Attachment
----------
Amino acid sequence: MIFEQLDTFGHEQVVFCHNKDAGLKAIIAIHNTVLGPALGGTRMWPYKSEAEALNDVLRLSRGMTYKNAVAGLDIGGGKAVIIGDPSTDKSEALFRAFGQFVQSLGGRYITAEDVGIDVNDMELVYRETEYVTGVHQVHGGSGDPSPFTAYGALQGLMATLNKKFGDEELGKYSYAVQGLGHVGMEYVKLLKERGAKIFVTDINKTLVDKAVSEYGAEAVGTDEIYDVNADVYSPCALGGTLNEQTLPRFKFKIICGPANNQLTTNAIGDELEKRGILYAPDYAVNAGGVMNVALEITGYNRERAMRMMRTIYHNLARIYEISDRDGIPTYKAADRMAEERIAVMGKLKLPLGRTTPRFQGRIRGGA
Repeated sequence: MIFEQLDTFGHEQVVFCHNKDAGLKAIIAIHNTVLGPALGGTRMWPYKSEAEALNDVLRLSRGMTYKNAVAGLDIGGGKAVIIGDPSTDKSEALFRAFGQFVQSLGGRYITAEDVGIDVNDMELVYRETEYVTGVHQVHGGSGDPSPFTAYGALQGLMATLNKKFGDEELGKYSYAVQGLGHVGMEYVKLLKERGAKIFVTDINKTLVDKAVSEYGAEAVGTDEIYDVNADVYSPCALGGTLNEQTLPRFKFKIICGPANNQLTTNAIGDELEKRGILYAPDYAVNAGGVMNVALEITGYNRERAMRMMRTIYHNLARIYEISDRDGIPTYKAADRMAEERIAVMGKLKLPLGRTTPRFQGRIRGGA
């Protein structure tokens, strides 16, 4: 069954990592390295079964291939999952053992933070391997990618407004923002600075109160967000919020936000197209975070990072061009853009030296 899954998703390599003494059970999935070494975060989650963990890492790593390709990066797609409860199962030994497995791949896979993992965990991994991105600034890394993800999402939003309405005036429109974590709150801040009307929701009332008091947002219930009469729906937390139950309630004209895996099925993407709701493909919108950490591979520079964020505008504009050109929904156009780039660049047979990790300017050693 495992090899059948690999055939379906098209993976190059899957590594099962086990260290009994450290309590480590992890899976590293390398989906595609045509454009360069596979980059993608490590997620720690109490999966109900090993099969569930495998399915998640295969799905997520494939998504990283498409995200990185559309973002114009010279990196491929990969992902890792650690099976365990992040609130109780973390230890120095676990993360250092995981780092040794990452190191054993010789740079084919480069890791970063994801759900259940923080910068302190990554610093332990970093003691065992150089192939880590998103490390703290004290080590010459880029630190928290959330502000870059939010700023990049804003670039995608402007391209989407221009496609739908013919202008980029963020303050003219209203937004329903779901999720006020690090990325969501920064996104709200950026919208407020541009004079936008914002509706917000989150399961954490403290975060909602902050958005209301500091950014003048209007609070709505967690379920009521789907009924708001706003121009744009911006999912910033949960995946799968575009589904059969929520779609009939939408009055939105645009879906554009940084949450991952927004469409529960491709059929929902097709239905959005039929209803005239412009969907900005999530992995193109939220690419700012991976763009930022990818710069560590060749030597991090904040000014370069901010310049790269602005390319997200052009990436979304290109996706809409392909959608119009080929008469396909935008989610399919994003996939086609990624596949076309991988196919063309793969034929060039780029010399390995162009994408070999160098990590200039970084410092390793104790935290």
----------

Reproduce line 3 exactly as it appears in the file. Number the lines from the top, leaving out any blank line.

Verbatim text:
């Protein structure tokens, strides 16, 4: 069954990592390295079964291939999952053992933070391997990618407004923002600075109160967000919020936000197209975070990072061009853009030296 899954998703390599003494059970999935070494975060989650963990890492790593390709990066797609409860199962030994497995791949896979993992965990991994991105600034890394993800999402939003309405005036429109974590709150801040009307929701009332008091947002219930009469729906937390139950309630004209895996099925993407709701493909919108950490591979520079964020505008504009050109929904156009780039660049047979990790300017050693 495992090899059948690999055939379906098209993976190059899957590594099962086990260290009994450290309590480590992890899976590293390398989906595609045509454009360069596979980059993608490590997620720690109490999966109900090993099969569930495998399915998640295969799905997520494939998504990283498409995200990185559309973002114009010279990196491929990969992902890792650690099976365990992040609130109780973390230890120095676990993360250092995981780092040794990452190191054993010789740079084919480069890791970063994801759900259940923080910068302190990554610093332990970093003691065992150089192939880590998103490390703290004290080590010459880029630190928290959330502000870059939010700023990049804003670039995608402007391209989407221009496609739908013919202008980029963020303050003219209203937004329903779901999720006020690090990325969501920064996104709200950026919208407020541009004079936008914002509706917000989150399961954490403290975060909602902050958005209301500091950014003048209007609070709505967690379920009521789907009924708001706003121009744009911006999912910033949960995946799968575009589904059969929520779609009939939408009055939105645009879906554009940084949450991952927004469409529960491709059929929902097709239905959005039929209803005239412009969907900005999530992995193109939220690419700012991976763009930022990818710069560590060749030597991090904040000014370069901010310049790269602005390319997200052009990436979304290109996706809409392909959608119009080929008469396909935008989610399919994003996939086609990624596949076309991988196919063309793969034929060039780029010399390995162009994408070999160098990590200039970084410092390793104790935290």